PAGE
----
Of course, the Mirage III is old, and the youngest planes came out in the early 1980s. As such, they’re showing their age. Also, the tailless delta design is not without flaws – it reduces the availability of some control surfaces, and greatly increases the space needed for takeoff and landing, as well as limiting low speed performance. Also, in the Mirage III (but rectified in the 5 and Kfir), the aircraft has the limited range endemic to all aircraft of the era.





Mirage 2000

Pros:

  • Inexpensive
  • Extremely agile
  • Reliable
  • Large number of weapon stations



Cons:

  • Limited payload compared to competitors
  • Limited range
  • Tailless delta
  • Single engine



The Mirage 2000 was a major evolutionary step up from the Mirage III/5, and intended to finally match the F16 (which had regularly beaten the Mirage F1) in foreign sales. An unexpected advantage of modern engineering was that the plane was able to overcome many of the problems associated with a tailless delta design, creating a superior combat platform that could outperform the F16 in many airtoair combat scenarios. It also had nearly 60% more payload than the older models, and the number of weapon stations were increased to 9, putting it on par with other multirole aircraft there. As a result, it sold well, and some 250 still remain in service with 8 foreign customers. Available upgrades have incorporated Rafale components to keep the plane quite viable, and it remains one of the best lightweight fighters.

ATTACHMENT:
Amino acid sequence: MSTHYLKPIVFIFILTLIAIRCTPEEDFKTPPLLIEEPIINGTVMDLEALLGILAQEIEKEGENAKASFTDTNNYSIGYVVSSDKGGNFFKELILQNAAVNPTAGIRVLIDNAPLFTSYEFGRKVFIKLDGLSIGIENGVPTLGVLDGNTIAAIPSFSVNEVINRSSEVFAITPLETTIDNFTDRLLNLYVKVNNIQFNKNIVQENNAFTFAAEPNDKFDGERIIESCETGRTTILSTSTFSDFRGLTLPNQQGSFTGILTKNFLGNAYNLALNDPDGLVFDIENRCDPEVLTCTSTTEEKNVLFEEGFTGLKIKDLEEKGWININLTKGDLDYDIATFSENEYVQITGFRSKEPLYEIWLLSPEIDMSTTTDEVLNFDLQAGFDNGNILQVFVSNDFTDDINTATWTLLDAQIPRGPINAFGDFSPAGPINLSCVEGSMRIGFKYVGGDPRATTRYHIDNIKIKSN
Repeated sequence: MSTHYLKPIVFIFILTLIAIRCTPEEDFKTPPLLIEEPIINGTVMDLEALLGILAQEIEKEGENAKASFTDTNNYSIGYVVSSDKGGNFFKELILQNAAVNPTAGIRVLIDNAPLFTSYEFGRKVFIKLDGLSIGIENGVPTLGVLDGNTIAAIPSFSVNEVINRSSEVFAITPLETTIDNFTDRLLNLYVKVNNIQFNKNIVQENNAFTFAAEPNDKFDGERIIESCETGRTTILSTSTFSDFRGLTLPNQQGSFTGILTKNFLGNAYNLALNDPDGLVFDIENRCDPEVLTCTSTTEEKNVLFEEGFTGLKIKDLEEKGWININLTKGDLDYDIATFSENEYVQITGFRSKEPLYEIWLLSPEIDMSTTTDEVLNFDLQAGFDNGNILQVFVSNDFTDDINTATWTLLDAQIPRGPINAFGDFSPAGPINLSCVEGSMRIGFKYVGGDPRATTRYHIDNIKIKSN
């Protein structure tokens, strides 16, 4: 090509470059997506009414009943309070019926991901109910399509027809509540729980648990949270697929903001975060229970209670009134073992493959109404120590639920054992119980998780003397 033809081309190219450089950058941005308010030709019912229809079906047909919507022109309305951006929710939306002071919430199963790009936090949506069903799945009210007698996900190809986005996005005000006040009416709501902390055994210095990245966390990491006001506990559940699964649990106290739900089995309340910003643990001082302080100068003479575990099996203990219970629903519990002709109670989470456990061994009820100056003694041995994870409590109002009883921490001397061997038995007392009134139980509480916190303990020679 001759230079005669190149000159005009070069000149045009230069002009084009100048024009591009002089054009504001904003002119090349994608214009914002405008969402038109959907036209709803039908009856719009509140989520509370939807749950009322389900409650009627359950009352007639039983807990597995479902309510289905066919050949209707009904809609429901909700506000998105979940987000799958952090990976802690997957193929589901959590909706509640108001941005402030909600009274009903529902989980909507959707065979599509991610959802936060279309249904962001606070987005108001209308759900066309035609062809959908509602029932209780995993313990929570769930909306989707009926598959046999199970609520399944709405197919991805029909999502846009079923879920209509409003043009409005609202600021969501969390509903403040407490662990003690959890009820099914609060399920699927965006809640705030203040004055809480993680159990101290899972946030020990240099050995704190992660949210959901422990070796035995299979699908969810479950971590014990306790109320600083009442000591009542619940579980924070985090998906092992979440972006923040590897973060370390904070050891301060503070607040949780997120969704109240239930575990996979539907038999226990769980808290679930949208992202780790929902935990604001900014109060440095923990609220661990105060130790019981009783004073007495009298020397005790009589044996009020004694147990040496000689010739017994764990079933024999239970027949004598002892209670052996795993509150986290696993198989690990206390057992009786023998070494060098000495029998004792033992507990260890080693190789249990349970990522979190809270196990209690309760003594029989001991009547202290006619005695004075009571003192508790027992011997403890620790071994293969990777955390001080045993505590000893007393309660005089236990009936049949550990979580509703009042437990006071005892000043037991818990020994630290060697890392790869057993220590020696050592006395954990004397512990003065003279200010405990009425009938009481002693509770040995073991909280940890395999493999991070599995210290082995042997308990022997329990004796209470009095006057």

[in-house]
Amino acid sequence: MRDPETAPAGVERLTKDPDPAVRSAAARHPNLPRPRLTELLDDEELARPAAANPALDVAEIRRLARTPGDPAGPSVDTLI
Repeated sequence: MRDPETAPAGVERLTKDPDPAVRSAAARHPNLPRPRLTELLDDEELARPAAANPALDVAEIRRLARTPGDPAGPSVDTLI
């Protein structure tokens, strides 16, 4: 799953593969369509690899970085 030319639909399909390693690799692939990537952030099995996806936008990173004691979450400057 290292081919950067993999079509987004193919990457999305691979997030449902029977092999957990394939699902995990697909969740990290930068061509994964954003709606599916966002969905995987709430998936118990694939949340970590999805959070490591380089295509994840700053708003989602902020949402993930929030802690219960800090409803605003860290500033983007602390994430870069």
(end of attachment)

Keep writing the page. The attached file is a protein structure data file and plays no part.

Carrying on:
Still, the Mirage 2000’s 6300 kg payload doesn’t hold up well against the F16, either relative to price, relative to total weight, or as an absolute. As a result, it is far less capable on ground attack, and much more limited in the number of missions it can perform. Additionally, range is somewhat limited for a more modern aircraft, and it only has about 80% of the endurance of many competitors.





Mirage F1 upgrades

Pros:

  • Inexpensive
  • Agile
  • Reliable
  • Combat tested



Cons:

  • Limited payload compared to competitors
  • Limited range
  • Old airframes
  • Single engine



The Mirage F1 was the original replacement for the Mirage III, before being supplanted by the Mirage 2000. It was a modest success internationally, and 7 air forces still have over 150 in operation. The plane has been favored by users for its agility and high speed, and has a decent ground attack capability to boot. While no major ones are offered that I know of, it’s also open to upgrades, with decent growth potential in the air frame. The plane has seen extensive combat over the years with its various operators, and is generally well regarded against contemporaries, though less so against modern aircraft.